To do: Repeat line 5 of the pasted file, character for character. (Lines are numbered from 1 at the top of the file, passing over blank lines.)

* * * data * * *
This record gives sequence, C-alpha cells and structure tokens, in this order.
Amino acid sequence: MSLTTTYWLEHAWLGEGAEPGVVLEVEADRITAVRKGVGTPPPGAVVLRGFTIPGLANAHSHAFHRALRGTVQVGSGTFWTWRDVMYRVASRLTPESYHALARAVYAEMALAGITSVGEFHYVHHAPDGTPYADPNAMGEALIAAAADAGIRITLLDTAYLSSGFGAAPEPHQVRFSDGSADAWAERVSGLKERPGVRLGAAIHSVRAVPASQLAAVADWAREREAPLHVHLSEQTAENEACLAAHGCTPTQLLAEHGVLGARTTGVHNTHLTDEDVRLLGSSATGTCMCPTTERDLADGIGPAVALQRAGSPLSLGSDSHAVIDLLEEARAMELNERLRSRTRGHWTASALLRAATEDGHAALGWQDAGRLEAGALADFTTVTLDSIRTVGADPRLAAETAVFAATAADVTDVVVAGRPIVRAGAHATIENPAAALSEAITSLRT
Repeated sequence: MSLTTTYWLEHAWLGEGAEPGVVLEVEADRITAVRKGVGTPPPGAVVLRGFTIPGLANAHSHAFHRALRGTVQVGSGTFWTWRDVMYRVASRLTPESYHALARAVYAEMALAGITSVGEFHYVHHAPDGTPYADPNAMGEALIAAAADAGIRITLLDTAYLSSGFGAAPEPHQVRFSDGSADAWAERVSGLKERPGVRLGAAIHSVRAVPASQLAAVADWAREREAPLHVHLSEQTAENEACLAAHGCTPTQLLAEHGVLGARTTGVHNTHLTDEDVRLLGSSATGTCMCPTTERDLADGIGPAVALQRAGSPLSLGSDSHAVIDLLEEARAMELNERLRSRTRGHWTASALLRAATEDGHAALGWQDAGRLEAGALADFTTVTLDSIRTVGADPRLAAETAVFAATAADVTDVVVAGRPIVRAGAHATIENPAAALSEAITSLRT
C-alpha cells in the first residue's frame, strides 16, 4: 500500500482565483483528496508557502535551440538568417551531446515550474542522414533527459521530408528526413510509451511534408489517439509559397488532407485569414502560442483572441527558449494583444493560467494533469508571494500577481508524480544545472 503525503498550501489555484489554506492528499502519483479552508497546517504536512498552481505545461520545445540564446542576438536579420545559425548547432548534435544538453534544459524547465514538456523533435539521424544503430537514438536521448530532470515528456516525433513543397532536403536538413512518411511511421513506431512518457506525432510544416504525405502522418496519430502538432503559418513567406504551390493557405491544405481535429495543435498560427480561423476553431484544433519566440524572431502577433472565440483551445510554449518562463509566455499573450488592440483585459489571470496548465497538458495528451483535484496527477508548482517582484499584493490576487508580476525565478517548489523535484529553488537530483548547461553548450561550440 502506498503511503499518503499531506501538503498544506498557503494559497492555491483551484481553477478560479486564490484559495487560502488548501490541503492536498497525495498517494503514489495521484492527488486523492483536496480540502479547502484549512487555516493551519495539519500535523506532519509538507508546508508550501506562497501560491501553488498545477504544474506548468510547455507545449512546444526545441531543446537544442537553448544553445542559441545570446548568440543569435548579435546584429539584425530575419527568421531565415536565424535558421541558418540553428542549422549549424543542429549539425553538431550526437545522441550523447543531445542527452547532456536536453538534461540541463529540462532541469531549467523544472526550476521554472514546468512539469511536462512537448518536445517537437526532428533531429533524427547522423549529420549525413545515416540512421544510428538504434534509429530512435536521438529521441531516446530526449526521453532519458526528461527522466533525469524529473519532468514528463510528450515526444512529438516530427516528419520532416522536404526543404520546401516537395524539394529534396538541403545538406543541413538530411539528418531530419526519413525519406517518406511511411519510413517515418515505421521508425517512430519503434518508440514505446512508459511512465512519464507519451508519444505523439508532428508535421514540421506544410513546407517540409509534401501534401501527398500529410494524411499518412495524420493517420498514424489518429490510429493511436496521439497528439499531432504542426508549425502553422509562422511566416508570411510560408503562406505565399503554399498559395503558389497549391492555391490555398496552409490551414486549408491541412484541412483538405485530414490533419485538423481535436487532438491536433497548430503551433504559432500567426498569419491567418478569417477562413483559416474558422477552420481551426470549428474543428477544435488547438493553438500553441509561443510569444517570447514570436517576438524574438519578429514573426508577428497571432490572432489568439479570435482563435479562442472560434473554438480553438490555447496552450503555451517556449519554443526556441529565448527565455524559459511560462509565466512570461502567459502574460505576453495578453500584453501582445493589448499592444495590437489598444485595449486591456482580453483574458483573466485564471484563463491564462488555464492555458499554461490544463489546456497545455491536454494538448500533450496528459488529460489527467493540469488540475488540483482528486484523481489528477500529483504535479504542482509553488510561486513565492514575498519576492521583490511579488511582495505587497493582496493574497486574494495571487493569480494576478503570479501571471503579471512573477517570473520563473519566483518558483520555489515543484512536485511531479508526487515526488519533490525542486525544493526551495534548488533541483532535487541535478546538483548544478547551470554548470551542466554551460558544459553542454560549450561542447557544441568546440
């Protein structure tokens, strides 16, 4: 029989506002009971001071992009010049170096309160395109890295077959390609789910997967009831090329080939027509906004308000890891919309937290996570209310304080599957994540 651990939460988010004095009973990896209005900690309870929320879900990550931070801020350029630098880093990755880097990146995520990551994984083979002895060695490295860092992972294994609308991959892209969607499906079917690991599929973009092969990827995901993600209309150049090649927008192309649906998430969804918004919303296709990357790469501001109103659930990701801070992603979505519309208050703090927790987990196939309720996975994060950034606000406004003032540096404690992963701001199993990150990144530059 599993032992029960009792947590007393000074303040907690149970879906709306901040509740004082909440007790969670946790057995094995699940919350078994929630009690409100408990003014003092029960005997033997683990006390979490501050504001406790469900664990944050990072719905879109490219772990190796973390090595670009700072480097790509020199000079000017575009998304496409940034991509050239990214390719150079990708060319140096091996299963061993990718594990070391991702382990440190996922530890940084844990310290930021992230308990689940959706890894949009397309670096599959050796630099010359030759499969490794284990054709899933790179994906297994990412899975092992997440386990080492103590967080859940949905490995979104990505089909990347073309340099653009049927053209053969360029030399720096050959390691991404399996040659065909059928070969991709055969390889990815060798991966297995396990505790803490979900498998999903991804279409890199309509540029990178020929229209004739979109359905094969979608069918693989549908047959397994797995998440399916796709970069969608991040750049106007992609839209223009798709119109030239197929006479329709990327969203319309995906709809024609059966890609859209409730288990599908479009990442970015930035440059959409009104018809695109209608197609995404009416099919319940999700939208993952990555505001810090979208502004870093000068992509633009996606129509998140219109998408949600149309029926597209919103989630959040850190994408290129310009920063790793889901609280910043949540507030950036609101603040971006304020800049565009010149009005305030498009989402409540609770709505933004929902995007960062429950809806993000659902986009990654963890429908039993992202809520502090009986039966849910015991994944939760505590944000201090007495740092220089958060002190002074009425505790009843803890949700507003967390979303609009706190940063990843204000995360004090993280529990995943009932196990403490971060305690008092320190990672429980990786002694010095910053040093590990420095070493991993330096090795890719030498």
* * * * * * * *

């Protein structure tokens, strides 16, 4: 029989506002009971001071992009010049170096309160395109890295077959390609789910997967009831090329080939027509906004308000890891919309937290996570209310304080599957994540 651990939460988010004095009973990896209005900690309870929320879900990550931070801020350029630098880093990755880097990146995520990551994984083979002895060695490295860092992972294994609308991959892209969607499906079917690991599929973009092969990827995901993600209309150049090649927008192309649906998430969804918004919303296709990357790469501001109103659930990701801070992603979505519309208050703090927790987990196939309720996975994060950034606000406004003032540096404690992963701001199993990150990144530059 599993032992029960009792947590007393000074303040907690149970879906709306901040509740004082909440007790969670946790057995094995699940919350078994929630009690409100408990003014003092029960005997033997683990006390979490501050504001406790469900664990944050990072719905879109490219772990190796973390090595670009700072480097790509020199000079000017575009998304496409940034991509050239990214390719150079990708060319140096091996299963061993990718594990070391991702382990440190996922530890940084844990310290930021992230308990689940959706890894949009397309670096599959050796630099010359030759499969490794284990054709899933790179994906297994990412899975092992997440386990080492103590967080859940949905490995979104990505089909990347073309340099653009049927053209053969360029030399720096050959390691991404399996040659065909059928070969991709055969390889990815060798991966297995396990505790803490979900498998999903991804279409890199309509540029990178020929229209004739979109359905094969979608069918693989549908047959397994797995998440399916796709970069969608991040750049106007992609839209223009798709119109030239197929006479329709990327969203319309995906709809024609059966890609859209409730288990599908479009990442970015930035440059959409009104018809695109209608197609995404009416099919319940999700939208993952990555505001810090979208502004870093000068992509633009996606129509998140219109998408949600149309029926597209919103989630959040850190994408290129310009920063790793889901609280910043949540507030950036609101603040971006304020800049565009010149009005305030498009989402409540609770709505933004929902995007960062429950809806993000659902986009990654963890429908039993992202809520502090009986039966849910015991994944939760505590944000201090007495740092220089958060002190002074009425505790009843803890949700507003967390979303609009706190940063990843204000995360004090993280529990995943009932196990403490971060305690008092320190990672429980990786002694010095910053040093590990420095070493991993330096090795890719030498």